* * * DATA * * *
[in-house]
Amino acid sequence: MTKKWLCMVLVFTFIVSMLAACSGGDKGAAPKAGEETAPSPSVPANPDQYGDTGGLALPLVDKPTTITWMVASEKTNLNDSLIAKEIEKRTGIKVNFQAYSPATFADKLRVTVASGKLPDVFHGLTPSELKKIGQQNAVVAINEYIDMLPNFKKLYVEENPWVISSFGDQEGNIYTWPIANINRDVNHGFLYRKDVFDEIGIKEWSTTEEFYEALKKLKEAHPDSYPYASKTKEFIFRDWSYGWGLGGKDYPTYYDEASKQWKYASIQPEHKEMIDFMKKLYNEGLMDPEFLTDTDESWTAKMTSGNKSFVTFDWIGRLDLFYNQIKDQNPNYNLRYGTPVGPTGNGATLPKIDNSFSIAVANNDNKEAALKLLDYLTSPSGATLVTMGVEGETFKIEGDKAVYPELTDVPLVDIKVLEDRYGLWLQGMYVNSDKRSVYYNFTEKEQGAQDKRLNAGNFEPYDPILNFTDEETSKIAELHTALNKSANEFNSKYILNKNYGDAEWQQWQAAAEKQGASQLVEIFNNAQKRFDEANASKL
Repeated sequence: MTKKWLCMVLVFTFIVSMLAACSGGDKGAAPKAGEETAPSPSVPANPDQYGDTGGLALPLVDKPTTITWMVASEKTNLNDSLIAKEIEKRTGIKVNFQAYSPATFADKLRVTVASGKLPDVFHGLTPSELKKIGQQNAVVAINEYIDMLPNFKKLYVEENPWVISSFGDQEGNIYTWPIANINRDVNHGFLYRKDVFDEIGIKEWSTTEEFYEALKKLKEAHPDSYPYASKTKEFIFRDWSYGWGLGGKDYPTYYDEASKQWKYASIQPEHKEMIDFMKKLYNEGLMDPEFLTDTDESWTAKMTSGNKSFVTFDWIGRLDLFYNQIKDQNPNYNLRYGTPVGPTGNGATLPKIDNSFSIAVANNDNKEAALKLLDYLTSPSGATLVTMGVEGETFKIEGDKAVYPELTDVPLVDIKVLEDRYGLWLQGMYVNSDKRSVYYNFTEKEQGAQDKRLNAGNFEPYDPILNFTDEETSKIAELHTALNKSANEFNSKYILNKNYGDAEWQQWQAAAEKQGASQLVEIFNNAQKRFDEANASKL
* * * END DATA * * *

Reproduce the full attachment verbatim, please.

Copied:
[in-house]
Amino acid sequence: MTKKWLCMVLVFTFIVSMLAACSGGDKGAAPKAGEETAPSPSVPANPDQYGDTGGLALPLVDKPTTITWMVASEKTNLNDSLIAKEIEKRTGIKVNFQAYSPATFADKLRVTVASGKLPDVFHGLTPSELKKIGQQNAVVAINEYIDMLPNFKKLYVEENPWVISSFGDQEGNIYTWPIANINRDVNHGFLYRKDVFDEIGIKEWSTTEEFYEALKKLKEAHPDSYPYASKTKEFIFRDWSYGWGLGGKDYPTYYDEASKQWKYASIQPEHKEMIDFMKKLYNEGLMDPEFLTDTDESWTAKMTSGNKSFVTFDWIGRLDLFYNQIKDQNPNYNLRYGTPVGPTGNGATLPKIDNSFSIAVANNDNKEAALKLLDYLTSPSGATLVTMGVEGETFKIEGDKAVYPELTDVPLVDIKVLEDRYGLWLQGMYVNSDKRSVYYNFTEKEQGAQDKRLNAGNFEPYDPILNFTDEETSKIAELHTALNKSANEFNSKYILNKNYGDAEWQQWQAAAEKQGASQLVEIFNNAQKRFDEANASKL
Repeated sequence: MTKKWLCMVLVFTFIVSMLAACSGGDKGAAPKAGEETAPSPSVPANPDQYGDTGGLALPLVDKPTTITWMVASEKTNLNDSLIAKEIEKRTGIKVNFQAYSPATFADKLRVTVASGKLPDVFHGLTPSELKKIGQQNAVVAINEYIDMLPNFKKLYVEENPWVISSFGDQEGNIYTWPIANINRDVNHGFLYRKDVFDEIGIKEWSTTEEFYEALKKLKEAHPDSYPYASKTKEFIFRDWSYGWGLGGKDYPTYYDEASKQWKYASIQPEHKEMIDFMKKLYNEGLMDPEFLTDTDESWTAKMTSGNKSFVTFDWIGRLDLFYNQIKDQNPNYNLRYGTPVGPTGNGATLPKIDNSFSIAVANNDNKEAALKLLDYLTSPSGATLVTMGVEGETFKIEGDKAVYPELTDVPLVDIKVLEDRYGLWLQGMYVNSDKRSVYYNFTEKEQGAQDKRLNAGNFEPYDPILNFTDEETSKIAELHTALNKSANEFNSKYILNKNYGDAEWQQWQAAAEKQGASQLVEIFNNAQKRFDEANASKL